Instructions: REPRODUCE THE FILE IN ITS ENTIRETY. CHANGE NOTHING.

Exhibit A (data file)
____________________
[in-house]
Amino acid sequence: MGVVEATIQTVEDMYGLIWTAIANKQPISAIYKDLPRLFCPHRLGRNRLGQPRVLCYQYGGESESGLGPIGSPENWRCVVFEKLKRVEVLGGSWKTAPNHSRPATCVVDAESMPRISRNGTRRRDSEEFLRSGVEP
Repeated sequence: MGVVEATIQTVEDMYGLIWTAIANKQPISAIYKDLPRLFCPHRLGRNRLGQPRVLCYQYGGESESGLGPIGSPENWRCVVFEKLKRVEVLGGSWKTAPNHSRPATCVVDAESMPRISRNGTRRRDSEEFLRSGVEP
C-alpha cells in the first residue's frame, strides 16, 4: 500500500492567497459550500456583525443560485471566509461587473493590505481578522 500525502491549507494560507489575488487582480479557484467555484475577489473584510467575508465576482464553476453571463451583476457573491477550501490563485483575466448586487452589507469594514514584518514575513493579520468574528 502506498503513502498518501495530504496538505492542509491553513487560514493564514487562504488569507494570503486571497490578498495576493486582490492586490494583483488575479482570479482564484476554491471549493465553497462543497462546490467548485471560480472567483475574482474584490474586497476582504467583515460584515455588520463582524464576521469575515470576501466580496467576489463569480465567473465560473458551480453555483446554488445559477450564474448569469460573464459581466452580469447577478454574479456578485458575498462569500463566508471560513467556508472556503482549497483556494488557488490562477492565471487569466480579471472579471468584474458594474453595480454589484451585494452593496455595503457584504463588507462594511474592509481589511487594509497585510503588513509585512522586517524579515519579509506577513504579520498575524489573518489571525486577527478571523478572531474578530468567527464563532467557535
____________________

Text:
[in-house]
Amino acid sequence: MGVVEATIQTVEDMYGLIWTAIANKQPISAIYKDLPRLFCPHRLGRNRLGQPRVLCYQYGGESESGLGPIGSPENWRCVVFEKLKRVEVLGGSWKTAPNHSRPATCVVDAESMPRISRNGTRRRDSEEFLRSGVEP
Repeated sequence: MGVVEATIQTVEDMYGLIWTAIANKQPISAIYKDLPRLFCPHRLGRNRLGQPRVLCYQYGGESESGLGPIGSPENWRCVVFEKLKRVEVLGGSWKTAPNHSRPATCVVDAESMPRISRNGTRRRDSEEFLRSGVEP
C-alpha cells in the first residue's frame, strides 16, 4: 500500500492567497459550500456583525443560485471566509461587473493590505481578522 500525502491549507494560507489575488487582480479557484467555484475577489473584510467575508465576482464553476453571463451583476457573491477550501490563485483575466448586487452589507469594514514584518514575513493579520468574528 502506498503513502498518501495530504496538505492542509491553513487560514493564514487562504488569507494570503486571497490578498495576493486582490492586490494583483488575479482570479482564484476554491471549493465553497462543497462546490467548485471560480472567483475574482474584490474586497476582504467583515460584515455588520463582524464576521469575515470576501466580496467576489463569480465567473465560473458551480453555483446554488445559477450564474448569469460573464459581466452580469447577478454574479456578485458575498462569500463566508471560513467556508472556503482549497483556494488557488490562477492565471487569466480579471472579471468584474458594474453595480454589484451585494452593496455595503457584504463588507462594511474592509481589511487594509497585510503588513509585512522586517524579515519579509506577513504579520498575524489573518489571525486577527478571523478572531474578530468567527464563532467557535